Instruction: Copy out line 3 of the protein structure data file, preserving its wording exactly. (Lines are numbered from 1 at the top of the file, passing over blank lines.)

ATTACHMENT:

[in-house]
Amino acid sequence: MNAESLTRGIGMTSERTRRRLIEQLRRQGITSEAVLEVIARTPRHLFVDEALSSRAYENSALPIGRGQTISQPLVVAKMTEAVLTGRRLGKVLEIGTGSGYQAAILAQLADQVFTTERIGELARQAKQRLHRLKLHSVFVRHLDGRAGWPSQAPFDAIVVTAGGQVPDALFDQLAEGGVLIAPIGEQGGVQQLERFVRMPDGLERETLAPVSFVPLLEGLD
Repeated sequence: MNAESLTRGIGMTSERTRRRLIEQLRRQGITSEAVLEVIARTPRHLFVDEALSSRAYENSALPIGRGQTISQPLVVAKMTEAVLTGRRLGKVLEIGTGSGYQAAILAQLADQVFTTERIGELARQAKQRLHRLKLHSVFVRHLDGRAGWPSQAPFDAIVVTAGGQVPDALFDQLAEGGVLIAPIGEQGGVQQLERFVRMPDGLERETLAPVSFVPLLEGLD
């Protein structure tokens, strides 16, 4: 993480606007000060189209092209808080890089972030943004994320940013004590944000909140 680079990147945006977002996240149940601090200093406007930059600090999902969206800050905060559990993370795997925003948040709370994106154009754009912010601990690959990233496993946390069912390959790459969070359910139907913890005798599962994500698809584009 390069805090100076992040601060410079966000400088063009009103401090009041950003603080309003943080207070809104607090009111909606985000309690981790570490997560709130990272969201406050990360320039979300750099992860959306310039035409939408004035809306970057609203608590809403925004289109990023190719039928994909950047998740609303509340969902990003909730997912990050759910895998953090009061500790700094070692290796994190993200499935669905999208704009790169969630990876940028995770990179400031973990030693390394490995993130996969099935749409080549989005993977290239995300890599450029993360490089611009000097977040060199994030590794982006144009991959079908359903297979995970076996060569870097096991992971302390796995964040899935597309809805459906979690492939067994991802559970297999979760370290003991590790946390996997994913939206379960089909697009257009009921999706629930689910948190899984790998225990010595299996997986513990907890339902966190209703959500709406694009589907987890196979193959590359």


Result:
Repeated sequence: MNAESLTRGIGMTSERTRRRLIEQLRRQGITSEAVLEVIARTPRHLFVDEALSSRAYENSALPIGRGQTISQPLVVAKMTEAVLTGRRLGKVLEIGTGSGYQAAILAQLADQVFTTERIGELARQAKQRLHRLKLHSVFVRHLDGRAGWPSQAPFDAIVVTAGGQVPDALFDQLAEGGVLIAPIGEQGGVQQLERFVRMPDGLERETLAPVSFVPLLEGLD